Manage Security Services (MSS) are sometimes being wrongfully reduced to the role of one company IT security outsourced to an external provider. Actually, it has always been far more multifaceted than this simple vision, and it is essential that managed security providers (MSSPs) collaborate more with their clients as the digital transformation of business is bringing significant changes ahead.
As a matter of fact, the “one size fits almost all” era is progressively fading away due to the growing complexity of architectures to protect and cyberattacks on the rise. Petya incurred $300 million to Maersk in 2017, WannaCry almost £92 Million to the NHS and recently a US healthcare billing company American Medical Collection Agency (AMCA) filed for bankruptcy due to a data breach affecting more than 7 million users last year. Initially, MSS focused on centralized network infrastructures with servers, desktops, and traditional devices. However, the cloudification of operations and support has brought a vertical dimension into the picture. This implies for MSSPs to cover a new and wider scope with additional security vulnerabilities to deal with; if it means more business opportunities, it also requires strong internal investments for a ready and fit- for- purpose product portfolio.
The cloudification is also bringing more confusion on defined roles and respective responsibilities between cloud providers, MSSPs and costumers, with potentially a significant legal and financial impact for those who are not reading each Terms and Conditions of engagement contract carefully. It can be simple actions, such as ensuring regular data storage and back-ups frequently (hourly/daily/monthly) for information security; this task is generally to be done by the end-user, but these quite often wrongly assume cloud providers or MSS will perform it. As the networks get bigger and interconnected, understanding who is in charge and expected duties are becoming cumbersome. Clear definitions and tasks are essential. The technology is also evolving faster than enterprise culture and assumptions can become easily incorrect, similarly with simple employee mistakes.
"Security will always drastically benefit from a robust security culture, basic information security awareness and code of ethics"
The cloud and its inherent security concerns are not only bringing new competitors into the market place with specific product lines intended for cloud security, such as the Cloud Access Security Brokers (CASB) like Bitglass or Forcepoint, but also new business models with the promise of more scalability and savings depending on use cases and bespoke requirements. The Software as a Service (SaaS) is slowly changing traditional patterns. There is a shift in perception, where the customers initial focus on complete security solutions- often being underused but costly- is now on Security as a Service and consumers are only willing to pay for what being used. These new approaches are not only forcing traditional MSSPs to review their product line, but also to align on deliveries approaches and get closer to end-user requirements on what is making financially most of the sense for them (per user or per devices, on monthly or yearly subscription etc.). It does not mean that traditional business models (Licensing) will disappear anytime soon, but market evolution dictates to increase solutions flexibility to retain clients and attract new ones. In the meantime, vertical integration of cloud security services companies are witnessed (MSSPs leaders such as McAfee who acquired Skyhigh Networks in 2018) to consolidate market expertise.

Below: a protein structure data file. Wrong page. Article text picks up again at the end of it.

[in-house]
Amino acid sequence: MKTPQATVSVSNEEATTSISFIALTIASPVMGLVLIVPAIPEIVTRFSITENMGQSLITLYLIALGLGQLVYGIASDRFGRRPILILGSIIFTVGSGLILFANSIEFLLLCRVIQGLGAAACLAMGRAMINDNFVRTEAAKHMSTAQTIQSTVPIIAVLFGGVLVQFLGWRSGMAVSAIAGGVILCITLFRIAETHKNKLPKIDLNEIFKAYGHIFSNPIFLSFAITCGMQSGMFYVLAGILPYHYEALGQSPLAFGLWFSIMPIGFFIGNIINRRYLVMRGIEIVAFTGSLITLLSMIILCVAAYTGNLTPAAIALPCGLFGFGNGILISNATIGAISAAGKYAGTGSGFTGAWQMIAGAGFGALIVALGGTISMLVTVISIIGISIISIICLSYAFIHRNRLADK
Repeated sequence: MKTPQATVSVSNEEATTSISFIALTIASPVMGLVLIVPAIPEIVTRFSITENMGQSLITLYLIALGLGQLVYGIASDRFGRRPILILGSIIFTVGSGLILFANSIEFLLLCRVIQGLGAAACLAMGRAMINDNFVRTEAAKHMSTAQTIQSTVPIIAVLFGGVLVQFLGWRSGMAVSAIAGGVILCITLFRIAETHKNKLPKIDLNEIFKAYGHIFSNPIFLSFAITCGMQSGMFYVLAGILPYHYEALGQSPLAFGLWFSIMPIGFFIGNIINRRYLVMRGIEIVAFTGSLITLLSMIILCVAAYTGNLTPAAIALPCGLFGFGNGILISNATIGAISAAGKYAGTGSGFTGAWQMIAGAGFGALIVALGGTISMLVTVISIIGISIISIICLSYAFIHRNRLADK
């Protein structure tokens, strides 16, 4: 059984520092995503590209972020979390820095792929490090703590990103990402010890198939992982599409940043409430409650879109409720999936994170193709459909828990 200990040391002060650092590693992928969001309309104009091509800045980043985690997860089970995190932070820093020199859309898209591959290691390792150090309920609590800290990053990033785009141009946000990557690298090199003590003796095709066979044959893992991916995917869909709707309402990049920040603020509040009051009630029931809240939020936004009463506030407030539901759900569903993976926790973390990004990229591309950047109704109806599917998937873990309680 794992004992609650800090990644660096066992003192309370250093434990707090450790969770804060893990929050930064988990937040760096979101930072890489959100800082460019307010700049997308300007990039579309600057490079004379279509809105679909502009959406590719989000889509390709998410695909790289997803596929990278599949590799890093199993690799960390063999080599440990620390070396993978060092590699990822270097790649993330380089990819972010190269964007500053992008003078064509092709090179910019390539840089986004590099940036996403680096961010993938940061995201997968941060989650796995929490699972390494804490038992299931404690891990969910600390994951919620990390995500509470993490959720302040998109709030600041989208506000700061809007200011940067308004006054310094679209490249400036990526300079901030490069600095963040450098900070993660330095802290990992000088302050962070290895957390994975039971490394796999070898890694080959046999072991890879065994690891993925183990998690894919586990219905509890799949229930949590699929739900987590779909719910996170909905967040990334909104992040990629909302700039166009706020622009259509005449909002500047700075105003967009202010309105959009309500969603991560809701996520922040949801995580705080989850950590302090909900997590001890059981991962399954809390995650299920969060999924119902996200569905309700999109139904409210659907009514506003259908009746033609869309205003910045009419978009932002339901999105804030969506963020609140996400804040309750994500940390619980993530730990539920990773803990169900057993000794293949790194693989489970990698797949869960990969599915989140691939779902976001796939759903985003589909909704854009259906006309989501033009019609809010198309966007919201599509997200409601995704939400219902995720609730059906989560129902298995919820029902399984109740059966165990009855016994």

However, the cloud is not the main market disruptor in the manage security services ecosystem: the years to come are adding even more challenges as new industry participants in Machine Learning or Blockchain are gaining increasing traction from key MSSPs clients. Technology maturity is still debatable, especially at a security level, and sometime it is not fit for enterprise purpose, but impressive progresses are being noticed year after year (e.g. Sophos, Dartrace, VectraAI, Senseon). Whilst the competition is becoming fierce, the operating environment is also adding a new layer of complexity: it starts with end point security and finishes with the multitude of Internet of Things (IoT) devices. The new overall architecture, data and infrastructure management is the next challenge for MSSPs since there is a critical lack of security.Moreover, IoT is bringing a convergence between physical and virtual security. What will this mean for traditional MSSPs clients? Will they adopt patchy solutions to ensure a minimal security level? Will they follow technology evangelists and security unicorns to get more bespoke and high tech solutions? Or will they go for the Big Four who offer an end-to-end IoT security solution such as Microsoft?
However, no matter how smart and performant new security solutions are being developed and cost-efficiently provided to the client, the main factor to consider at all time is to keep the human in the loop. Security will always drastically benefit from a robust security culture, basic information security awareness and code of ethics.